No, I'm not Irish, but I once had a wonderful friend who was Irish through and through. His name is Patrick Bresnan. He now works in New York. But in the years that our lives were connected, we never once neglected to celebrate Saint Patrick's Day.
His day would start off by going to early morning mass. He would arrive at our place of employment where he knew his friends and co-workers would be ready to celebrate his birthday. Yes, his birthday is March 17th, being Irish, he was named after his patron saint.
The rest of us would be sporting green hair, clothing, shamrocks, you name it. A wonderful luncheon of corned beef and cabbage, a huge birthday cake, Irish coffee and Celtic music playing in every corner of the building would permeate the day. Those were wonderful times. I miss them and my friend dearly.
So, even though I'm not Irish, I still celebrate Saint Patrick's Day. My love of history and anthropology have given me an appreciation of the gifts all cultures have to offer.
So for today, enjoy these delicious butter cookies made with my Mother's "Galletas de Mantequilla" recipe.
1 cup (2 sticks) softened butter
½ cup sugar
1 teaspoon vanilla
2 to 2½ cups flour
Cream butter and sugar together. Add vanilla. Slowly, add flour and knead to combine well.
Chill dough in refrigerator for 30 minutes for easier handling. Roll out a small portion of the dough between two pieces of wax paper to ¼ inch thickness.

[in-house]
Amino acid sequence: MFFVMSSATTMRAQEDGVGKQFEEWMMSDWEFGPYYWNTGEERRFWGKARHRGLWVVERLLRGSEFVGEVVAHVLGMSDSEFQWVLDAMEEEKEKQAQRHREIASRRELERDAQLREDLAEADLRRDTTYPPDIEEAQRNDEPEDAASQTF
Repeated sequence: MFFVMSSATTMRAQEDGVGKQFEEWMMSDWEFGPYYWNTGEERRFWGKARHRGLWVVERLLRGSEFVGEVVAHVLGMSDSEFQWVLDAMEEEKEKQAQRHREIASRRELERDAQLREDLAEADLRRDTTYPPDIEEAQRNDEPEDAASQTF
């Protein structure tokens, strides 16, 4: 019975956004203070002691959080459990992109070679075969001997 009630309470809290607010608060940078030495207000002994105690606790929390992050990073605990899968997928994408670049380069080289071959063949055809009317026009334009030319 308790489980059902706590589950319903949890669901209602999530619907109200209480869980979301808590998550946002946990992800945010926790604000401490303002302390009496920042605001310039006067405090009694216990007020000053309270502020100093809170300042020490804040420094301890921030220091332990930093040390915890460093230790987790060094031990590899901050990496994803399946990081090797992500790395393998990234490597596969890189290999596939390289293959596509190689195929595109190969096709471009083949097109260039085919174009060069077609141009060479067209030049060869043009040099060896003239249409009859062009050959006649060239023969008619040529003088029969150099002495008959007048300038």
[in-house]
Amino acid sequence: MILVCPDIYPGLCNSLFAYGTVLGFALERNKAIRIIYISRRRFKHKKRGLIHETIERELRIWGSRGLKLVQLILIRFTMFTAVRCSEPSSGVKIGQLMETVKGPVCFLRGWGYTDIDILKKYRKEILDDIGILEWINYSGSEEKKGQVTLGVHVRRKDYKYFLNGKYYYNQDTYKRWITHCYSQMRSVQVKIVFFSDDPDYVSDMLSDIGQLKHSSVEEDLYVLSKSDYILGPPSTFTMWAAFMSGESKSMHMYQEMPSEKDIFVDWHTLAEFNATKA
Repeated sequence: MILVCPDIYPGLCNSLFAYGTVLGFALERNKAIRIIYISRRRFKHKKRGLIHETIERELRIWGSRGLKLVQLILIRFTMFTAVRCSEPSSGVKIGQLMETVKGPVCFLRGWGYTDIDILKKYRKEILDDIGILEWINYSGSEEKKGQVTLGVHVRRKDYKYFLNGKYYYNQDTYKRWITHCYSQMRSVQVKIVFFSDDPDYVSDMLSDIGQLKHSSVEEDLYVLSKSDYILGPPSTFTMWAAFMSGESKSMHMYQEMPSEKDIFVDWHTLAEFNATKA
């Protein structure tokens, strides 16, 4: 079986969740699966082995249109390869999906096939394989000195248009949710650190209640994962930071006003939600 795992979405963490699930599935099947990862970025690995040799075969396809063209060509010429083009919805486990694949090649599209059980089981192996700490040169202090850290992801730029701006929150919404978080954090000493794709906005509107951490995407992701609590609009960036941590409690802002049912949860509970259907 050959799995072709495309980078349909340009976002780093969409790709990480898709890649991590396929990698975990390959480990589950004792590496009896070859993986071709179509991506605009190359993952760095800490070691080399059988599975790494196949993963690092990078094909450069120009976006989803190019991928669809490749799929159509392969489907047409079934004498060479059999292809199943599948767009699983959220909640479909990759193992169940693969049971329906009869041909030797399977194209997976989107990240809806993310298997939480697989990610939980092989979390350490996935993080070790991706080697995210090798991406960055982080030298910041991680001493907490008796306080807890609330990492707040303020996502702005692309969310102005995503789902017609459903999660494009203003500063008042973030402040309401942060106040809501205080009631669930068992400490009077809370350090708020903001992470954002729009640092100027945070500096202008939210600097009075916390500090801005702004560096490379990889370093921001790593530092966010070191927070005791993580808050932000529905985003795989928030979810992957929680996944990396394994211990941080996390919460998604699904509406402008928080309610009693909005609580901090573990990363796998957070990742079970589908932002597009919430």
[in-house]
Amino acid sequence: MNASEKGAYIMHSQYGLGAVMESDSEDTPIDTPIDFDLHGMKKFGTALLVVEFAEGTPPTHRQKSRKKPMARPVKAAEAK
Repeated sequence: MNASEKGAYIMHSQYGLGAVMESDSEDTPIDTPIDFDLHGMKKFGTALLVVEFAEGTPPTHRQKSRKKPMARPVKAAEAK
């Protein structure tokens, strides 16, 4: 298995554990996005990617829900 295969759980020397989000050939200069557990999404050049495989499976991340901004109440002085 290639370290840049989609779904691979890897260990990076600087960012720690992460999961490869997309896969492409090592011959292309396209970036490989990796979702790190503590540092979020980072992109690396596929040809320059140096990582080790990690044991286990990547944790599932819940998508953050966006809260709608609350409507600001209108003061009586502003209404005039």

Dip cookie cutter in flour and cut out desired shapes.
Bake on an ungreased cookie sheet for 10 to 12 minutes (middle of oven) at 325°. If desired, before chilling dough, add food coloring during the mixing process. Also, after cutting with cookie cutters, you may sprinkle shapes with colored decorating sugars.
Makes about 1 ½ to 2 dozen, depending on size of shapes cut.
For the rainbow cookies, I used a round cookie cutter and then cut each in half before baking. The shamrock cookies, I sprinkled green sugar srinkles before baking. I used royal frosting to decorate the cookies. White as a base for the rainbow cookies and green tinted frosting for the shamrocks. Use M & M minis for the rainbow bands.
1 pound (1 box) confectioners sugar (powdered sugar)
6 tablespoons Wiltons Meringue powder
6 tablespoons (about 1/3 cup) water
paste food coloring, if desired
Mix all ingredients in electric mixer for 7 minutes.
The shamrock, which was also called the "seamroy" by the Celts, was a sacred plant in ancient Ireland because it symbolized the rebirth of spring. By the seventeenth century, the shamrock had become a symbol of emerging Irish nationalism. As the English began to seize Irish land and make laws against the use of the Irish language and the practice of Catholicism, many Irish began to wear the shamrock as a symbol of their pride in their heritage and their displeasure with English rule.